U.S. corporations such as Google, Facebook and Amazon have taken on the role of surveilling us, said Dreher, who blogs at the American Conservative. “What I think is more likely than an actual revolution is the evolution of this so-called ‘surveillance capitalism’ to merge with the state.”
Groups sowing division in the United States have created a homegrown form of Neo-Marxism, about not only the traditional Marxist class struggle but also race and gender, Legutko said. The goal is restructuring U.S. society.
But Americans think differently than those who practiced traditional communism, said Milan Cicel, a career consultant and coach in Bratislava, Slovakia. “The world is moving ahead, and we are facing different challenges today as we were facing then.”
He cited the worldwide effects of technology-related digitization and fragmentation, globalization and the collapse of political systems. Secularization, lack of belief in a transcendental reality, and a lack of hope are also factors, he said.
“In communism they believed in the future, but these people who are just looting and killing and destroying structures — they don’t believe anything,” Cicel said.
Young people’s ignorance of history makes it easier for them to erase the past, Legutko said.
Hope or Nothing
As they examine what’s happening in our society, many of the sources for this story agreed that Catholics and Christians in the U.S. need to recognize the danger but also maintain hope.
The Church hasn’t been censored in the U.S. to the extent that it has in Cuba, said Eire, whose Cuban relatives’ faith has cost them jobs and social status.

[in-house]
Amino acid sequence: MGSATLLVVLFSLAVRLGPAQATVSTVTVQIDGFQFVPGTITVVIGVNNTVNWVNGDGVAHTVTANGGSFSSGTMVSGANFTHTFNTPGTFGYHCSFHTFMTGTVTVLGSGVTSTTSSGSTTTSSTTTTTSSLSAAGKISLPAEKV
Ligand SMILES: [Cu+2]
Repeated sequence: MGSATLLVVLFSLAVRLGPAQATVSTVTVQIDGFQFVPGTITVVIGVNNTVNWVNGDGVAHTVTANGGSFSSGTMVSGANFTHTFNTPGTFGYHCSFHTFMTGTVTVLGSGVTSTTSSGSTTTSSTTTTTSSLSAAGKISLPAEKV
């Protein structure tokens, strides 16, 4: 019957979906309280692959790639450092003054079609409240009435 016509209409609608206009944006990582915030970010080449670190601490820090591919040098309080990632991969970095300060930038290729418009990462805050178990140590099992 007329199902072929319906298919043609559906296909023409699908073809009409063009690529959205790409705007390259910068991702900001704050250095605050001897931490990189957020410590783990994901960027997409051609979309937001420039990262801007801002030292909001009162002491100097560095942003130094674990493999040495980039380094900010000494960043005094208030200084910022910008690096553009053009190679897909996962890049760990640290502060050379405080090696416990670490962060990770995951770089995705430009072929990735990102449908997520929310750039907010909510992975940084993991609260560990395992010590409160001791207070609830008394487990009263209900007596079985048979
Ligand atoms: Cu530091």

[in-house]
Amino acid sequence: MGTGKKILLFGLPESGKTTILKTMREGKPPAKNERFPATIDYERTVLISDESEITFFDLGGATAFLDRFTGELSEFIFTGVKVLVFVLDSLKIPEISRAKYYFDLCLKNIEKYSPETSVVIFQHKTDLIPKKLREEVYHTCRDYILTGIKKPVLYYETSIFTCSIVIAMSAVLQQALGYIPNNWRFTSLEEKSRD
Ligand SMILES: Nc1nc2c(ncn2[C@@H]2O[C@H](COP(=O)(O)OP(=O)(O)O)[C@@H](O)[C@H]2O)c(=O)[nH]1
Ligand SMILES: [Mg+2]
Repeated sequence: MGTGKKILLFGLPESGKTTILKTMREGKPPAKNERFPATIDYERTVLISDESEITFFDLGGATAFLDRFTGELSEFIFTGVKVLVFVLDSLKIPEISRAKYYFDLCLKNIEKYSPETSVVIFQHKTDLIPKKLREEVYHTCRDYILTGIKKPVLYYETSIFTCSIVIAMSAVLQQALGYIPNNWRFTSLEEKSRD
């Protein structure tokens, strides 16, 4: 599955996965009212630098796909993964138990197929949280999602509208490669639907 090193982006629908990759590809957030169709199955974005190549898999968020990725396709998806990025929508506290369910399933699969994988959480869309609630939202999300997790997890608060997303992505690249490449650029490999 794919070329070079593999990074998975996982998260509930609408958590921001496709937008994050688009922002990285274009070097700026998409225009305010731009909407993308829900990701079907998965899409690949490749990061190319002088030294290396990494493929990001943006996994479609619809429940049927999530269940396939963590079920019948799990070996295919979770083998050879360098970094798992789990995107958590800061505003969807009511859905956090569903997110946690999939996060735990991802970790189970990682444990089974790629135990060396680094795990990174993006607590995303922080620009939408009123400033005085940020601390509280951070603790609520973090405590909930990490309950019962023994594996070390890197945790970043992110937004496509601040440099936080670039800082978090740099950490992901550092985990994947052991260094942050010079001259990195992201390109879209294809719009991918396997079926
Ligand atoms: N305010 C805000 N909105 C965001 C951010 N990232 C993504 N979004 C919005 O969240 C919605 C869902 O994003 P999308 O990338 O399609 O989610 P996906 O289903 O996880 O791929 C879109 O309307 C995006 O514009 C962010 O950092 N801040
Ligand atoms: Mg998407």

Nevertheless, Christians shouldn’t assume these problems will be resolved or wait on leaders to act, Dreher said. “We need to be coming together now, in small groups, to deepen our knowledge of the faith, and commitment to it, and to talk among ourselves about how we should respond to events in the world.”
Christians can help bring healing by being hope for people, Cicel said. “Affirm and proclaim, in that order, the message of the Bible.”
Cicel strengthened faith and hope among his own countrymen by developing underground Bible studies at universities in communist Czechoslovakia, which the government labeled, “ideological subversion.”
We also need to stand firm in faith, as the Polish Church did under communism, Legutko said.
“It was a place of refuge that defended the creed, the faith, Catholics and Catholic institutions,” he said.
As a young man, Legutko said he thought communism was invincible and would continue forever.
However, he added, “history has always had a lot of surprises, but we have to help history. [Changing the present course] will not happen by itself. Be a part of history. “
Register Susan Klemond writes from St. Paul, Minnesota.